Fossils of Alberta

Map of Canada.

Kristina here –

If you ever find yourself in Canada and have an interest in palaeontology (yes, we spell “paleontology” with an extra “a” up here) and the geosciences, Alberta is a treasure-trove of cool fossil sites and excellent museums. For those of you that might not be familiar with Canadian geography, Alberta is one province east of British Columbia, separated by the Rocky Mountains, and shares the Canada-U.S. border with the state of Montana. Alberta is known for its ranch lands (beef production), prairie crops, great ski hills in the Rockies, and the “oil sands” (“tar sands”) – Canada’s major oil and gas deposit which is, for better or worse, still an important part of the local economy. Oil and gas deposits are often referred to as “fossil fuels”, and as you might have guessed, Alberta also has a LOT of fossil deposits! Alberta is one of the best places in the world to find dinosaur fossils, but there are so many other amazing fossil sites too! I’m here to tell you about a few of the highlights.

Geologic map of Alberta. Image from Weides et al. (2011).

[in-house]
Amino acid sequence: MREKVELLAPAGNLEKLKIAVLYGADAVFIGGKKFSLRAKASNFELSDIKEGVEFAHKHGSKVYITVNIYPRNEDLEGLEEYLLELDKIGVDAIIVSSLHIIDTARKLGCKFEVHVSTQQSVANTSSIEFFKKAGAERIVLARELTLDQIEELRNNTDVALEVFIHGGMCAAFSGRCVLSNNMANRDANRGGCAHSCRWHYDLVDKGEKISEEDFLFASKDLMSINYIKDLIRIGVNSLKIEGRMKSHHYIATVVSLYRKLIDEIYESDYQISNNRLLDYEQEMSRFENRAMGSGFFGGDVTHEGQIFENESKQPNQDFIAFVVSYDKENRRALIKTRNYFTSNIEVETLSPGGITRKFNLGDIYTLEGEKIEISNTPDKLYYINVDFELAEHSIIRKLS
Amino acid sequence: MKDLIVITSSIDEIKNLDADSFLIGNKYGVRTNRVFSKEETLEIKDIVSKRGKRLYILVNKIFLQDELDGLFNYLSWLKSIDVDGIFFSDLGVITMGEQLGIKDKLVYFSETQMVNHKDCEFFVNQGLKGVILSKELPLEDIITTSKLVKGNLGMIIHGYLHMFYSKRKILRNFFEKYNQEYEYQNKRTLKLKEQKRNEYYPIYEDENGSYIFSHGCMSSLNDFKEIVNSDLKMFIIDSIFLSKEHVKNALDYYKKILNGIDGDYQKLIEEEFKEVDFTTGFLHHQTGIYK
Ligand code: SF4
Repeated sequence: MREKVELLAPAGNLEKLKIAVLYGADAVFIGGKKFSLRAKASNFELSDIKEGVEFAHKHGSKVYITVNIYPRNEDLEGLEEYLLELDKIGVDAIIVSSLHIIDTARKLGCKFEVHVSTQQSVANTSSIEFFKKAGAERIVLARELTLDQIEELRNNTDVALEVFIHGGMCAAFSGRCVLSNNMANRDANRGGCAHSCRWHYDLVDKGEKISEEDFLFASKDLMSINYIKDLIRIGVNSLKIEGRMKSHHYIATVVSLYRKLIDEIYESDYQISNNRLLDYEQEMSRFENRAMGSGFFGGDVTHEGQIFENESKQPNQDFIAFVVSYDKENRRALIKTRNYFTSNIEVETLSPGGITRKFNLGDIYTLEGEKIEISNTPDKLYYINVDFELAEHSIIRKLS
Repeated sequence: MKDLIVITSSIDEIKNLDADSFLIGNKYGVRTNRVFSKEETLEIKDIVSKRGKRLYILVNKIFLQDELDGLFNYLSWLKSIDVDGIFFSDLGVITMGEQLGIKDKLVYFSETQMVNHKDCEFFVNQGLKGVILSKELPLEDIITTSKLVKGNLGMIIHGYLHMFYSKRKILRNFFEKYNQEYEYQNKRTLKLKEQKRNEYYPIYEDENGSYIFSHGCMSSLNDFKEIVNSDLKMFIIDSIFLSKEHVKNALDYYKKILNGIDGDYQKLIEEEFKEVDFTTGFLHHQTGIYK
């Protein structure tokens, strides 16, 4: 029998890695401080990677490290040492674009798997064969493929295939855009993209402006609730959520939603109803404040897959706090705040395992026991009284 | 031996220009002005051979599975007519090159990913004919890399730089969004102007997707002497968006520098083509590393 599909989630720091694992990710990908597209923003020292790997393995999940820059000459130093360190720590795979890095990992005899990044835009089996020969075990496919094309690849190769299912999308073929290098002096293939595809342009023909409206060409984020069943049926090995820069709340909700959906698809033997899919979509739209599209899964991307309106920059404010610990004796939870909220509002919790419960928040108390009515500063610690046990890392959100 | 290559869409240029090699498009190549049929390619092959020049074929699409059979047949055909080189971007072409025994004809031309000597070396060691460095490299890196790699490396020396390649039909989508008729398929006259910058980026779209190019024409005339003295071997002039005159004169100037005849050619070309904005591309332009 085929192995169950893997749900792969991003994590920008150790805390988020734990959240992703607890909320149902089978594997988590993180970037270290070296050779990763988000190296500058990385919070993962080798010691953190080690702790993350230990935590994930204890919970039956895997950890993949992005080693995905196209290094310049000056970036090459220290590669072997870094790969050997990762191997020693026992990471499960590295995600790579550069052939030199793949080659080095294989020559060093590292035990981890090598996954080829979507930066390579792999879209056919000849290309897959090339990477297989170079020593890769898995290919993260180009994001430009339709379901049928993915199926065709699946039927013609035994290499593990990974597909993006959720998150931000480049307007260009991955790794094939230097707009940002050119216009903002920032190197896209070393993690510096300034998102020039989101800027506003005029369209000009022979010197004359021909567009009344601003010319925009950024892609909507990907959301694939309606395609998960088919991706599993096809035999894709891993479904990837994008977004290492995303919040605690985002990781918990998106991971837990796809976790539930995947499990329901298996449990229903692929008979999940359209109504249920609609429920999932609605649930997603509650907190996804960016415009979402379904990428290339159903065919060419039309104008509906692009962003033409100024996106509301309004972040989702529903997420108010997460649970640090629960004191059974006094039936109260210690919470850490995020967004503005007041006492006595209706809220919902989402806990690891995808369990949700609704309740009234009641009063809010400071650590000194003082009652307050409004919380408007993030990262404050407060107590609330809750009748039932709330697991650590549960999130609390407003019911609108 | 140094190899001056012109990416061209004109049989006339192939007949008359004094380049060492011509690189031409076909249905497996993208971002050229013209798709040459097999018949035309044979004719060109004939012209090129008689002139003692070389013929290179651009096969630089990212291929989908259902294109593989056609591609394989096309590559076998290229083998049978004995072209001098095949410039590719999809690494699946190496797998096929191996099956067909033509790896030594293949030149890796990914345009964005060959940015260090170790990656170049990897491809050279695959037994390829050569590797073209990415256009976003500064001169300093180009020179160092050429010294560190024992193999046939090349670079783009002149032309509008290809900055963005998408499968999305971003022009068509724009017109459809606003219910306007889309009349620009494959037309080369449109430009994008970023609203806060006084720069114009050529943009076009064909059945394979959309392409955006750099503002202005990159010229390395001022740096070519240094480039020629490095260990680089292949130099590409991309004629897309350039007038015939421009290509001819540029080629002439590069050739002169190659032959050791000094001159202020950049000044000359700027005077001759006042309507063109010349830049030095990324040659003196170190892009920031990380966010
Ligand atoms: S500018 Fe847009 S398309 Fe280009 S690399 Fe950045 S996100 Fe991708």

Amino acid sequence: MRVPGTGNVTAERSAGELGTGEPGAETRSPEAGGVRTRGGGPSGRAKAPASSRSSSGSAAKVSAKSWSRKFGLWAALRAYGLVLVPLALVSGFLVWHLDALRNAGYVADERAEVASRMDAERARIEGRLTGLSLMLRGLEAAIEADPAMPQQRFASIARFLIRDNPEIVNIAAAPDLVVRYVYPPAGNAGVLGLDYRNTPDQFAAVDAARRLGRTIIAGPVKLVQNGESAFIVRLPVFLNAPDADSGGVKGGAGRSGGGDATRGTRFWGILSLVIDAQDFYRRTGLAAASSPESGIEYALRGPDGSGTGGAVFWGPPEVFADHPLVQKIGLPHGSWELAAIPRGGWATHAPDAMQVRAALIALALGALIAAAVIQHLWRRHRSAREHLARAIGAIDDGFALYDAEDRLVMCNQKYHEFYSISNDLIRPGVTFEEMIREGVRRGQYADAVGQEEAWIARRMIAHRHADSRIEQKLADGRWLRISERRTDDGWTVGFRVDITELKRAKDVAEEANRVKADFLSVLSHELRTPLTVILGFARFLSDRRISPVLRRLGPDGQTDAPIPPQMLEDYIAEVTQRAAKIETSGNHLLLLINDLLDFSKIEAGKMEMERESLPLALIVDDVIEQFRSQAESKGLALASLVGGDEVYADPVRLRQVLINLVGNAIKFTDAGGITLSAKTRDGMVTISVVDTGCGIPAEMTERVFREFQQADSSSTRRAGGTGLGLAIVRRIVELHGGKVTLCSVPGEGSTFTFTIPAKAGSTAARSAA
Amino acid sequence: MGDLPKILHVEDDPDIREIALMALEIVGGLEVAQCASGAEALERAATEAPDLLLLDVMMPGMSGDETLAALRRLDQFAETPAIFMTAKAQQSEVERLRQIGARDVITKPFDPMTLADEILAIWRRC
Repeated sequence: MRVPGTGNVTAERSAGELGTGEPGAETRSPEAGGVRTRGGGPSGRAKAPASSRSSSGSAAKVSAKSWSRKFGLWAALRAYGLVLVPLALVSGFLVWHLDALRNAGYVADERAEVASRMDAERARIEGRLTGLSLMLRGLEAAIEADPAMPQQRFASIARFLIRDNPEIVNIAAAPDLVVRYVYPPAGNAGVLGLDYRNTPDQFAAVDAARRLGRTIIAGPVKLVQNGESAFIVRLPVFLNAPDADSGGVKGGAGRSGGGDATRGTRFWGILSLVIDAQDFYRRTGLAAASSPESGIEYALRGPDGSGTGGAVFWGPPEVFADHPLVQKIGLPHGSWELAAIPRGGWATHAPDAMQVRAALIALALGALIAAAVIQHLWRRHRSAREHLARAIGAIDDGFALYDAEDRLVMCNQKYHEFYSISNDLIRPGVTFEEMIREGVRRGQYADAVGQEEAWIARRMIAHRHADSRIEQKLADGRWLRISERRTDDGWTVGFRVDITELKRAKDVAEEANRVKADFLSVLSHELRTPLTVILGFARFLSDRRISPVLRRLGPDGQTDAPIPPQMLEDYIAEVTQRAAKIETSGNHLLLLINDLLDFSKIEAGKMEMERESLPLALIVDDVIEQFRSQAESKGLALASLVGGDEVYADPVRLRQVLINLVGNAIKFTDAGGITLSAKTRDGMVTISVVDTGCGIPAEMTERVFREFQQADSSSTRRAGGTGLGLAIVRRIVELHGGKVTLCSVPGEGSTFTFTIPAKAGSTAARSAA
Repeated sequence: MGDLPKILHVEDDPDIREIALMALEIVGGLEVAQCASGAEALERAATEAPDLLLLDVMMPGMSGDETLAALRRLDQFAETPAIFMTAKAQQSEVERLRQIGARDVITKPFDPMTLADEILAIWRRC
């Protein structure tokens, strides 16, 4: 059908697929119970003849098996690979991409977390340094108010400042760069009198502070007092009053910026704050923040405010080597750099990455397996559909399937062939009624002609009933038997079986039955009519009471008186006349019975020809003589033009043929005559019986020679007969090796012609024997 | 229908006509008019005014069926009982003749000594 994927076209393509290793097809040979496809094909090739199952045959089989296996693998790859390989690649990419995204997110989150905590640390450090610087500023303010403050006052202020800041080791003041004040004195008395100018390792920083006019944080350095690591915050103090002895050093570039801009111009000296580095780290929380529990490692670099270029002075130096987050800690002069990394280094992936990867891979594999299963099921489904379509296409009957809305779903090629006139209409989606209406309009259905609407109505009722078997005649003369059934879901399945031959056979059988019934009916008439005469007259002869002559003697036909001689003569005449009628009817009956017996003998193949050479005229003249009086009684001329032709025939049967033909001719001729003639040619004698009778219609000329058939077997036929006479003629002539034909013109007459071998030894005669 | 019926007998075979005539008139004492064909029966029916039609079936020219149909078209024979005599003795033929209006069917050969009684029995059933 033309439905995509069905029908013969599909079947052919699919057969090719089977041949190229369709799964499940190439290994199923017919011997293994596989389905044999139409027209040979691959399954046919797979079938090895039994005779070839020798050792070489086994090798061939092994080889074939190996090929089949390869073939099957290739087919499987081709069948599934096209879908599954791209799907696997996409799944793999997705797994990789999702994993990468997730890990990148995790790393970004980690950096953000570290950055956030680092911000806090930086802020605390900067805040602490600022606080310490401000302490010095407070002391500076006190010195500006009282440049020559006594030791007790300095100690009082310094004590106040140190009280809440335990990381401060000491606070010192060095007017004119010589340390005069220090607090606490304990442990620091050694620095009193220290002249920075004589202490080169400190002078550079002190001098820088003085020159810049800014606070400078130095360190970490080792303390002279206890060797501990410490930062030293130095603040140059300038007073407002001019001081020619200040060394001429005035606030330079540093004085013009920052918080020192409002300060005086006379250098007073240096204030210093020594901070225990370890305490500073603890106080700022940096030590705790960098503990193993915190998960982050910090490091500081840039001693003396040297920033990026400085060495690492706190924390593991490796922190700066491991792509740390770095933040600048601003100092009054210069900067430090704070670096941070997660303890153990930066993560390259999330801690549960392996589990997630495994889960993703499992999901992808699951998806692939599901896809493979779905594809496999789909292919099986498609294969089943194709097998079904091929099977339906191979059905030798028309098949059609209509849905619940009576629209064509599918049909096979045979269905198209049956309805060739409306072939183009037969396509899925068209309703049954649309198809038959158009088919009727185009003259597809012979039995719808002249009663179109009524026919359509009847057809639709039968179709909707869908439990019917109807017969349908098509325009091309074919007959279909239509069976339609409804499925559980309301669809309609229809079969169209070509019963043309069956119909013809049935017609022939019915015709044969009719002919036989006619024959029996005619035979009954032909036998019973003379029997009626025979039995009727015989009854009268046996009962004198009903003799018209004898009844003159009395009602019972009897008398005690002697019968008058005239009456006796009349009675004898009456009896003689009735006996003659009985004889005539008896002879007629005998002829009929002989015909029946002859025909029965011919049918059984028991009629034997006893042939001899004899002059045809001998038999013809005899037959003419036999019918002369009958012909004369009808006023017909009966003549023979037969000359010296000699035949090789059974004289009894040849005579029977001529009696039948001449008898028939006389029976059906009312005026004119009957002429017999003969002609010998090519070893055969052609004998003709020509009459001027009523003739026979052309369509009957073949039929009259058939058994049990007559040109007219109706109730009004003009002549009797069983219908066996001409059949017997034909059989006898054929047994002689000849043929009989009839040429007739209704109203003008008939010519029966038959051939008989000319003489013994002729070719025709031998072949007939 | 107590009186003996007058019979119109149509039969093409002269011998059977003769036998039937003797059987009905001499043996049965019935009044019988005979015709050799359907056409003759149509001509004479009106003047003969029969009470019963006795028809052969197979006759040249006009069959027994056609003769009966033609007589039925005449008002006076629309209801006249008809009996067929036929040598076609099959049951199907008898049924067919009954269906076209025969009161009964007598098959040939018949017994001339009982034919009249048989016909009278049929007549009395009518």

But first, some background. Why does Alberta have so many fossils? Rocks in Alberta are part of what is known as the Western Canadian Sedimentary Basin (WCSB), a massive package of sedimentary rocks nestled to the west of the Canadian Shield (part of the original continent, or craton, of North America). Throughout its geologic history, Alberta has been part of various shallow seaways next to this North American craton, and at times has been above sea-level, meaning that there is a mix of shallow marine and low-land terrestrial deposits. Generally, both shallow marine and low-land terrestrial deposits have the best rock records, as eroded rock material tends to get swept easily into these environments, creating the perfect conditions for fossil formation (rapid burial of organisms is key for forming fossils). For example, during the time of the dinosaurs (Mesozoic), the Rocky Mountains were forming, meaning all of the rocks on the western side of Alberta were getting pushed up, while at the same time experiencing erosion that carried all of that sedimentary material down and towards the east, where there was a shallow seaway called the Western Interior Seaway that acted as a giant catch basin for all of that material. The result? Lots and lots of awesome fossils! Here are just a few notable sites: